Sometimes I think our lives are lived either in this gap between hearing a story and going to look in the tomb, or between looking into the tomb and telling our story. Either we get stuck not believing this “idle tale” and we never go explore the darkness of the tomb, or we get so amazed by the experience of the tomb that we are speechless when it comes to sharing our experience of it. That whole journey is important…hearing the stories that we don’t know, and maybe don’t want to know…going deep into that dark place…and being in that discomfort…and telling our stories that emerge out of it.
I hope you will be able to share your stories here. I hope that your stories will be shared, and heard.
It’s said that the shortest distance between two people is a story. Jesus knew this. He built his community of followers with stories. Stories about the lost and the found, about seeds and fields…planting and reaping…stories about healing and feeding…and prayer…stories about life and death. Stories that could be told and re-told…shared with his community, and other communities…Because communities are like legos, you know, they’re built one brick at a time…one living stone at a time…one conversation at a time…and stories are the mortar that holds them together. God’s grace, and love can be seen, and heard, and felt—can be experienced—in the spaces between us when we share our stories.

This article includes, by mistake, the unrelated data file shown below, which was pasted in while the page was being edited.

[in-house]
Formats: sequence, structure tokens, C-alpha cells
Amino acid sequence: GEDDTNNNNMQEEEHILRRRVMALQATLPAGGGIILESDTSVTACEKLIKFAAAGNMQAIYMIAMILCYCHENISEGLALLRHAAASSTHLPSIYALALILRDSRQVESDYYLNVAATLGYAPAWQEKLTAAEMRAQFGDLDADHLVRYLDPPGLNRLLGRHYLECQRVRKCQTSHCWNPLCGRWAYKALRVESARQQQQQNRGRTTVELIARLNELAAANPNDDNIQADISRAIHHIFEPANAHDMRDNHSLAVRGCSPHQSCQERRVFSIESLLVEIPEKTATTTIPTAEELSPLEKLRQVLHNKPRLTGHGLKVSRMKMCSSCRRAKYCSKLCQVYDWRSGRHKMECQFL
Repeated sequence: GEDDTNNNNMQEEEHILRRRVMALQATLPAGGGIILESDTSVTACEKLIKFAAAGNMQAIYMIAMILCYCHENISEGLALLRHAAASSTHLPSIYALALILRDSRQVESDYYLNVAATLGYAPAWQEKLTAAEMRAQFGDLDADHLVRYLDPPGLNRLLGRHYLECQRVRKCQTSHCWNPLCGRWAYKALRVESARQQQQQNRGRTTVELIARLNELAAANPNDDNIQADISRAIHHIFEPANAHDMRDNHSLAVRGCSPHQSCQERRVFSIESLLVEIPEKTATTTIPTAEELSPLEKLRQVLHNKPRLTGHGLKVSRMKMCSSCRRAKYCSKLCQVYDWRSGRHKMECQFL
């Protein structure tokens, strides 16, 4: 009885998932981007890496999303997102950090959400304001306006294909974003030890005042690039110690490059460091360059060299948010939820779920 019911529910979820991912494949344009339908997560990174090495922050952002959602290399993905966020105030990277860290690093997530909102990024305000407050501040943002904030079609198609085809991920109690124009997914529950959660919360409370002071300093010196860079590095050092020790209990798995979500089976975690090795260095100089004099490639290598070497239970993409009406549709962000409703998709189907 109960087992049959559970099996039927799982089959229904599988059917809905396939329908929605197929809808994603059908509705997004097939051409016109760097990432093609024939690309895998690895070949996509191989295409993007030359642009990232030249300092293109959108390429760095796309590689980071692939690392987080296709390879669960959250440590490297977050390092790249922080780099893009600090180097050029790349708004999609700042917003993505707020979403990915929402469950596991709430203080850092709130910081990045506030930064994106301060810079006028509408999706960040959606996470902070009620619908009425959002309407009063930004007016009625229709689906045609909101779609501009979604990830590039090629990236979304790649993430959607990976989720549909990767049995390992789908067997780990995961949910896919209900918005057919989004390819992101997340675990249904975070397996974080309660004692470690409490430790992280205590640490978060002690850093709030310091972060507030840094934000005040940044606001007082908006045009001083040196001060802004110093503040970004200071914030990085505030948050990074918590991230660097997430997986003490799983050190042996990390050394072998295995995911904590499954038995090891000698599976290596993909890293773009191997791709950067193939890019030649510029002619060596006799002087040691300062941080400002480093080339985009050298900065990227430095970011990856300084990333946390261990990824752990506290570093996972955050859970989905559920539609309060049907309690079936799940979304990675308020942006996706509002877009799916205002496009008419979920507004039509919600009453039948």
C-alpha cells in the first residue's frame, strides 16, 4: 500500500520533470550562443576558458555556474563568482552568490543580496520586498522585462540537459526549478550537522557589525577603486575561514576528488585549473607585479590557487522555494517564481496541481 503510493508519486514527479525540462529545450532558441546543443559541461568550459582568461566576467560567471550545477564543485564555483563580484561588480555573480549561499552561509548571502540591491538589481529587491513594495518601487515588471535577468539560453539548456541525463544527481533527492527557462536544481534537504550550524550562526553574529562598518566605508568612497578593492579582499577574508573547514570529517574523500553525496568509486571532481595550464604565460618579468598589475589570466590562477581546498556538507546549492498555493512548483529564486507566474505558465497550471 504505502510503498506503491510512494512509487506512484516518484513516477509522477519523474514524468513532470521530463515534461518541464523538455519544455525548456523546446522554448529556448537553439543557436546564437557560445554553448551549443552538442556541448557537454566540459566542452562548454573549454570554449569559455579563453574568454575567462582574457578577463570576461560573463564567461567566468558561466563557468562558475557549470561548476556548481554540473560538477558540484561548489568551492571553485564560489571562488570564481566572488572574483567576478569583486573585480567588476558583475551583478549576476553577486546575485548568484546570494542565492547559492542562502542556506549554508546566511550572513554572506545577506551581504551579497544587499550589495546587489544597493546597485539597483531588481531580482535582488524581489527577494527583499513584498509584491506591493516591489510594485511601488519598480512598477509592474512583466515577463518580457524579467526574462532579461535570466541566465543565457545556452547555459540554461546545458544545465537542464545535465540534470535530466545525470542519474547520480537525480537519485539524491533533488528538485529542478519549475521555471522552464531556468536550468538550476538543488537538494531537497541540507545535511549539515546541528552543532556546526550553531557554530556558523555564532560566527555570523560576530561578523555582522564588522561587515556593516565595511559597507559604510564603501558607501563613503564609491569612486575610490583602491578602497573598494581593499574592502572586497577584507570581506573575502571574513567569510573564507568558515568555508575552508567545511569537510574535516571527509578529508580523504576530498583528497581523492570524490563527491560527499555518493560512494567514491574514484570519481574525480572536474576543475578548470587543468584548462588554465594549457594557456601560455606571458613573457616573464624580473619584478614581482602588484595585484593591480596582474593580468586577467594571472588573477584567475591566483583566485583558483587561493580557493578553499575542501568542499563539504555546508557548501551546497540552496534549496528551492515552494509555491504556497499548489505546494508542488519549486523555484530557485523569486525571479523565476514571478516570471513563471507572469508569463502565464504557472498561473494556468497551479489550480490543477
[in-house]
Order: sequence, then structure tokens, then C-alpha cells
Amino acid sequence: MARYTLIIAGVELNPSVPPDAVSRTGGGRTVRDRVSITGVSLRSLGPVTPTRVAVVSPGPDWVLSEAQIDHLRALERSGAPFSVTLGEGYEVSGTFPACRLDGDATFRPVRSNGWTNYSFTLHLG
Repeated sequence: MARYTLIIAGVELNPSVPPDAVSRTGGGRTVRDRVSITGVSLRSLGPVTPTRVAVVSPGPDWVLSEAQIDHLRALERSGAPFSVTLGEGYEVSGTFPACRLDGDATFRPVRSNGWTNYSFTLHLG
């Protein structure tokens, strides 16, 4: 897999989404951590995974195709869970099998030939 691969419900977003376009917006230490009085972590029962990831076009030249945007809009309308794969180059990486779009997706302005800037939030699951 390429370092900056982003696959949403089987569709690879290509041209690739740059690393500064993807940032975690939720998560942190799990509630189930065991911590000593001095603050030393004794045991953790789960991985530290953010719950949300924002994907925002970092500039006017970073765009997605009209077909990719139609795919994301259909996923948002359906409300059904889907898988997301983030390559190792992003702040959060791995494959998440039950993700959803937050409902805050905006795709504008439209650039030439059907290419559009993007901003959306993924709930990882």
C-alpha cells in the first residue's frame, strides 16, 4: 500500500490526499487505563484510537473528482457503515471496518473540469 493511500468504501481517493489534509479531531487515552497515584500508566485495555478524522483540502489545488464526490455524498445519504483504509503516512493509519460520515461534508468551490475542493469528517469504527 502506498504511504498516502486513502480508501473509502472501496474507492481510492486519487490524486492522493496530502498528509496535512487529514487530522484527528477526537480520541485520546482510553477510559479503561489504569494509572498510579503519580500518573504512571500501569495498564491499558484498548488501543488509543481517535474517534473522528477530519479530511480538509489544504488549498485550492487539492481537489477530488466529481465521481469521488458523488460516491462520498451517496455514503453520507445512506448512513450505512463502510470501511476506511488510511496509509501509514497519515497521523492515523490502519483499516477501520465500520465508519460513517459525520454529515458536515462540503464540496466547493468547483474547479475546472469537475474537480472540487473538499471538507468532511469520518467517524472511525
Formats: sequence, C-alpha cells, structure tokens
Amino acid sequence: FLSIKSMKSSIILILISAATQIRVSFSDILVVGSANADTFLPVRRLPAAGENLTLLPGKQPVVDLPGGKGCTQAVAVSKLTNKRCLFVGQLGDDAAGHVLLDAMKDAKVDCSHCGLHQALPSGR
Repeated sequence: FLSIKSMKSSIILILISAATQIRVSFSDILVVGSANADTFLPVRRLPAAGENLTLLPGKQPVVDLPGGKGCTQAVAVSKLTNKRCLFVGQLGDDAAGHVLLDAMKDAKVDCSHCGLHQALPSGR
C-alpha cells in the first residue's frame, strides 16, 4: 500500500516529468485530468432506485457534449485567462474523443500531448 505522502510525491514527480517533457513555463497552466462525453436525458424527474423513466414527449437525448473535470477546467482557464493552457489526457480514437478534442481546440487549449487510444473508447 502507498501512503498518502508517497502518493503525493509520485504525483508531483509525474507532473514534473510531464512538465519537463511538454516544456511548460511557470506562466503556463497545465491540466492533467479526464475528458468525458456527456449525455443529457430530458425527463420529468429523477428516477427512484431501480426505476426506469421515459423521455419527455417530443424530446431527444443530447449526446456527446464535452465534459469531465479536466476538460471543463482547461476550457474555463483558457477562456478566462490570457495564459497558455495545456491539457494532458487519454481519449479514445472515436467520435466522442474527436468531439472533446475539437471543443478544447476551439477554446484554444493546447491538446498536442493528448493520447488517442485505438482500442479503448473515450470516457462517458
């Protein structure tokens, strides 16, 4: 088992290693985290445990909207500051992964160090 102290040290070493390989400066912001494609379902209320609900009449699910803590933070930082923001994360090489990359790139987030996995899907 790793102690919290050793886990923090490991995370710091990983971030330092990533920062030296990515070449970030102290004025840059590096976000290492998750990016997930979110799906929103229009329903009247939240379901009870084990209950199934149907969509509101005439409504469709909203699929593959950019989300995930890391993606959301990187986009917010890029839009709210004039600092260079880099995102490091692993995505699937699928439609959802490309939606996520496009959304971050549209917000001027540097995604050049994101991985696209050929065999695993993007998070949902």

We are a people of story…we circle around the sacred story of God’s love as demonstrated in the life, death, and resurrection of Jesus every year…We wait with expectant anticipation for his birth, celebrate his baptism, walk with him into the desert, and to the cross,…and beyond…50 days of Easter and then the wind and flames of Pentecost and we are sent out to live as Christ’s resurrected body in the world…sharing our stories…living our versions of this story…until the harvest time…the winnowing time…when Jesus reigning on high returns…and we wait in anticipation…again.
Our lives are built around this story…and the epicenter—the foundation stone—the gravitational core around which everything else revolves—is this story…The death and resurrection of Jesus is the heart of our story. Listen for it…hear it…let it guide you into into that tomb and back out…and then tell your story…I can’t wait to hear it.